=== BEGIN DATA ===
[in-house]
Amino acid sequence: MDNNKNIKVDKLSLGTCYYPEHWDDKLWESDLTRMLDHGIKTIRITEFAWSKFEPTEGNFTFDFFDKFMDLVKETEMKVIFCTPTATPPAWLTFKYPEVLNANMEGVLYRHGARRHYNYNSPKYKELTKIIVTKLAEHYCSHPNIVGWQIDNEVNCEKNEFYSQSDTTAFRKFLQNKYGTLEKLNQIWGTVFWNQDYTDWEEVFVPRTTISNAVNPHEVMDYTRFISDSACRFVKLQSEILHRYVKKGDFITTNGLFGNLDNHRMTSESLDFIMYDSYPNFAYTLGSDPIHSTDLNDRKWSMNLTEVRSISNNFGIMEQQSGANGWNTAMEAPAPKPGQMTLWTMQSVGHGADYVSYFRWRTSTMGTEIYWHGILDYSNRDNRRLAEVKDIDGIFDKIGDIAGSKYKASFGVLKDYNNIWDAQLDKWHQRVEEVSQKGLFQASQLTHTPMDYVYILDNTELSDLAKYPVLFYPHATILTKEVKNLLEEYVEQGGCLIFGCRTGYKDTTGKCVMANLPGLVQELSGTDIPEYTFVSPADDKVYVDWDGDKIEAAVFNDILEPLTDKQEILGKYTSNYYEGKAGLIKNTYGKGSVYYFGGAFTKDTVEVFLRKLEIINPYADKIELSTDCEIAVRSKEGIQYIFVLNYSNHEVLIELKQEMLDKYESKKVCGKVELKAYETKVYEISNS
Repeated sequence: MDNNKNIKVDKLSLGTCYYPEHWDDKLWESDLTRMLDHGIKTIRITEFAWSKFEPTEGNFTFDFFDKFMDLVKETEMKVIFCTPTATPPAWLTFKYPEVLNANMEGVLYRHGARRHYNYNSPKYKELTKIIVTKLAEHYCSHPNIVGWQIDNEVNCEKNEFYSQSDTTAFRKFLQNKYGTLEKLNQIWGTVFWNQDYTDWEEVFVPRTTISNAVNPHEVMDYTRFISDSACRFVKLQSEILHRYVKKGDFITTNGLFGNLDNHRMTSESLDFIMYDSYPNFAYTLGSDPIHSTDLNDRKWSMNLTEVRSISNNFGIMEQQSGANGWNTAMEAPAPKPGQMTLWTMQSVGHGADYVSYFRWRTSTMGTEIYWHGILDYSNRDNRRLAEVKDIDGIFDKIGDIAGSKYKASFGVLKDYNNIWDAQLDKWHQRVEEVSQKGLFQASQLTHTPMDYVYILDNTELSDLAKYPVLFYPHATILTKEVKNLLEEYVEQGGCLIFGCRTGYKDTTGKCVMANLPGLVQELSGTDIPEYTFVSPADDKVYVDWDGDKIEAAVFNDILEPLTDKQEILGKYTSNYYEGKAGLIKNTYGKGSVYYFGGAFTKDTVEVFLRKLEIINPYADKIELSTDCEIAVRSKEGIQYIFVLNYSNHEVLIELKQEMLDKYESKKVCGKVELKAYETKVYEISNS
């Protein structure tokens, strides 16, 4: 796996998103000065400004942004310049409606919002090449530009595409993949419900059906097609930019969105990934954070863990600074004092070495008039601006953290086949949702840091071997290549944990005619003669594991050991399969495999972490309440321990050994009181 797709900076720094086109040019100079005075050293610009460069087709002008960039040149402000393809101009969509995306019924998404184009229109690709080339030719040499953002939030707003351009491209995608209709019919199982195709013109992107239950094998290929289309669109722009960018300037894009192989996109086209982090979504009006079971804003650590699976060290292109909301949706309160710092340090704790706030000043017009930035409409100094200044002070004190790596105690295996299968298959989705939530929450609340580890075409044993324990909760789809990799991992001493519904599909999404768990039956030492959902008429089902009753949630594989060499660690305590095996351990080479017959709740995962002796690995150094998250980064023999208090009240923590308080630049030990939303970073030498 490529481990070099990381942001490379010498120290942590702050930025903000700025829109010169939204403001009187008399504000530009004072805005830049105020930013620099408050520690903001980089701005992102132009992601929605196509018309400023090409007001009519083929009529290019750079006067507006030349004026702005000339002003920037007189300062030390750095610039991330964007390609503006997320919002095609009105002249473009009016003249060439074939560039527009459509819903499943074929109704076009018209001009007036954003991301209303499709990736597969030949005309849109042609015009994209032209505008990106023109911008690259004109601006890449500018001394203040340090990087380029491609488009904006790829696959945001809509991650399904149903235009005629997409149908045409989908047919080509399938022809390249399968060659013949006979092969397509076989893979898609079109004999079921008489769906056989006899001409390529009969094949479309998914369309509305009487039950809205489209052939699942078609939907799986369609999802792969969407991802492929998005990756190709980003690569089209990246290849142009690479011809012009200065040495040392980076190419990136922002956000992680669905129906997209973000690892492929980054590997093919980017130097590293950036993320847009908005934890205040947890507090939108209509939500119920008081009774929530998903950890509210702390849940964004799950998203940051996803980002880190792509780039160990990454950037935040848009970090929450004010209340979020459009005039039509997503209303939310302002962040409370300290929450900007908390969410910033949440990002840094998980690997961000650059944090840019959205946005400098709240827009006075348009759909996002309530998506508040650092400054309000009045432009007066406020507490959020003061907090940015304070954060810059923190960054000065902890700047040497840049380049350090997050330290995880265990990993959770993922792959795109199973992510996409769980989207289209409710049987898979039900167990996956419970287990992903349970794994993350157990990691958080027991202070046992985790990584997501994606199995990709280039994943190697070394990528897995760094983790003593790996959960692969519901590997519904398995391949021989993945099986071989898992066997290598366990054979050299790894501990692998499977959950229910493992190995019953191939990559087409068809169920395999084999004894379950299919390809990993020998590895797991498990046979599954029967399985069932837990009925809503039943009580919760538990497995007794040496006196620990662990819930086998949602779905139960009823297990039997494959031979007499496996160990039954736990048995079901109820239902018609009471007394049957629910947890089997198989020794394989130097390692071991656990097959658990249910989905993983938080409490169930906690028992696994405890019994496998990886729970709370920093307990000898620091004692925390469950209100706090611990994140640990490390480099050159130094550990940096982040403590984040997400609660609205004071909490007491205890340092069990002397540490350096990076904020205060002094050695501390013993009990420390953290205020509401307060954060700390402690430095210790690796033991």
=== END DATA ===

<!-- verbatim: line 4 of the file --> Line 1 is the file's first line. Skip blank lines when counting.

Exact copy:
């Protein structure tokens, strides 16, 4: 796996998103000065400004942004310049409606919002090449530009595409993949419900059906097609930019969105990934954070863990600074004092070495008039601006953290086949949702840091071997290549944990005619003669594991050991399969495999972490309440321990050994009181 797709900076720094086109040019100079005075050293610009460069087709002008960039040149402000393809101009969509995306019924998404184009229109690709080339030719040499953002939030707003351009491209995608209709019919199982195709013109992107239950094998290929289309669109722009960018300037894009192989996109086209982090979504009006079971804003650590699976060290292109909301949706309160710092340090704790706030000043017009930035409409100094200044002070004190790596105690295996299968298959989705939530929450609340580890075409044993324990909760789809990799991992001493519904599909999404768990039956030492959902008429089902009753949630594989060499660690305590095996351990080479017959709740995962002796690995150094998250980064023999208090009240923590308080630049030990939303970073030498 490529481990070099990381942001490379010498120290942590702050930025903000700025829109010169939204403001009187008399504000530009004072805005830049105020930013620099408050520690903001980089701005992102132009992601929605196509018309400023090409007001009519083929009529290019750079006067507006030349004026702005000339002003920037007189300062030390750095610039991330964007390609503006997320919002095609009105002249473009009016003249060439074939560039527009459509819903499943074929109704076009018209001009007036954003991301209303499709990736597969030949005309849109042609015009994209032209505008990106023109911008690259004109601006890449500018001394203040340090990087380029491609488009904006790829696959945001809509991650399904149903235009005629997409149908045409989908047919080509399938022809390249399968060659013949006979092969397509076989893979898609079109004999079921008489769906056989006899001409390529009969094949479309998914369309509305009487039950809205489209052939699942078609939907799986369609999802792969969407991802492929998005990756190709980003690569089209990246290849142009690479011809012009200065040495040392980076190419990136922002956000992680669905129906997209973000690892492929980054590997093919980017130097590293950036993320847009908005934890205040947890507090939108209509939500119920008081009774929530998903950890509210702390849940964004799950998203940051996803980002880190792509780039160990990454950037935040848009970090929450004010209340979020459009005039039509997503209303939310302002962040409370300290929450900007908390969410910033949440990002840094998980690997961000650059944090840019959205946005400098709240827009006075348009759909996002309530998506508040650092400054309000009045432009007066406020507490959020003061907090940015304070954060810059923190960054000065902890700047040497840049380049350090997050330290995880265990990993959770993922792959795109199973992510996409769980989207289209409710049987898979039900167990996956419970287990992903349970794994993350157990990691958080027991202070046992985790990584997501994606199995990709280039994943190697070394990528897995760094983790003593790996959960692969519901590997519904398995391949021989993945099986071989898992066997290598366990054979050299790894501990692998499977959950229910493992190995019953191939990559087409068809169920395999084999004894379950299919390809990993020998590895797991498990046979599954029967399985069932837990009925809503039943009580919760538990497995007794040496006196620990662990819930086998949602779905139960009823297990039997494959031979007499496996160990039954736990048995079901109820239902018609009471007394049957629910947890089997198989020794394989130097390692071991656990097959658990249910989905993983938080409490169930906690028992696994405890019994496998990886729970709370920093307990000898620091004692925390469950209100706090611990994140640990490390480099050159130094550990940096982040403590984040997400609660609205004071909490007491205890340092069990002397540490350096990076904020205060002094050695501390013993009990420390953290205020509401307060954060700390402690430095210790690796033991």